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(1) In philosophy, a mental act that ignores the laws and rules of logic and disrupts the harmony between thought and reality. Alogism is often hidden by the formal correctness of a statement. For example, V. I. Lenin refuted the following conclusion of the Mensheviks about the Revolution of 1905–07: If the revolution is bourgeois, then its hegemony must be that of the bourgeoisie and not of the proletariat. Alogism can be exposed only by specific dialectical analysis of the reality reflected in reasoning and not by a purely formal logical approach to the analysis of statements. It was precisely dialectical analysis that allowed Lenin to draw his conclusion about the inevitability of the hegemony of the proletariat in the bourgeois revolution in Russia. The dialectical approach in logic allows one to detect alogisms even in a correctly constructed statement and to discover the logical sequence of thought that reflects regularity in the “illogic” of life itself (Lenin). Since the end of the 19th century, alogism has acted as a basic principle in several in-tuitionist theories of philosophy, logic, mathematics, and aesthetics. These theories, unlike rational and logical cognition, sanction the direct, intuitive comprehension of the truth.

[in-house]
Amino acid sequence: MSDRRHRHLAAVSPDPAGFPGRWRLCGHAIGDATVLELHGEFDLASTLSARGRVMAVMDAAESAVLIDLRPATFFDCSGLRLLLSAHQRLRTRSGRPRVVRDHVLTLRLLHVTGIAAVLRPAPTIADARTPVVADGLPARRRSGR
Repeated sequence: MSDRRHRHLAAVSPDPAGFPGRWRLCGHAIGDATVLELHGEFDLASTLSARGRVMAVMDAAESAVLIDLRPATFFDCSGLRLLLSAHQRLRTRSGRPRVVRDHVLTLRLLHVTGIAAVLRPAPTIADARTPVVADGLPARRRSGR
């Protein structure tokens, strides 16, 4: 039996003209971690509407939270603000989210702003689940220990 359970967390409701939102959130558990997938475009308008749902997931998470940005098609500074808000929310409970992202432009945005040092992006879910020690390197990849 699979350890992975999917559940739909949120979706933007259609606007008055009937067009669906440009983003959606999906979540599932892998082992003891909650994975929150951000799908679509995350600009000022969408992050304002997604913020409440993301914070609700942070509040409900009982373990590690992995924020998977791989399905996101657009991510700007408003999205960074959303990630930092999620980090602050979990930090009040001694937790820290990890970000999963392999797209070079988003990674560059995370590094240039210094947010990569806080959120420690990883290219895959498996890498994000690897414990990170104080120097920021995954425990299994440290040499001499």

REFERENCESLenin, V. I. ‘O karikature na marksizm i ob ‘imperialisticheskom ekonomizme.’ “ Poln. sobr. soch., 5th ed., vol. 30.
Asmus, V. F. Logika. Moscow, 1947.
Asmus, V. F. Problema intuitsii ν filosofii i matematike. Moscow, 1936.
(2) In literature, a stylistic device whereby logical continuity is deliberately broken for the sake of comic effect (also called non sequitur). For example, in N. V. Gogol: “Ivan Ivanovich’s character is somewhat timorous. Whereas Ivan Nikiforovich’s loose trousers have such wide pleats. . .” Examples can also be found in the fables and aphorisms of Koz’ma Prutkov. Alogism is often used in folk riddles and humorous verse for children (K. Chukovskii, D. Kharms, and others).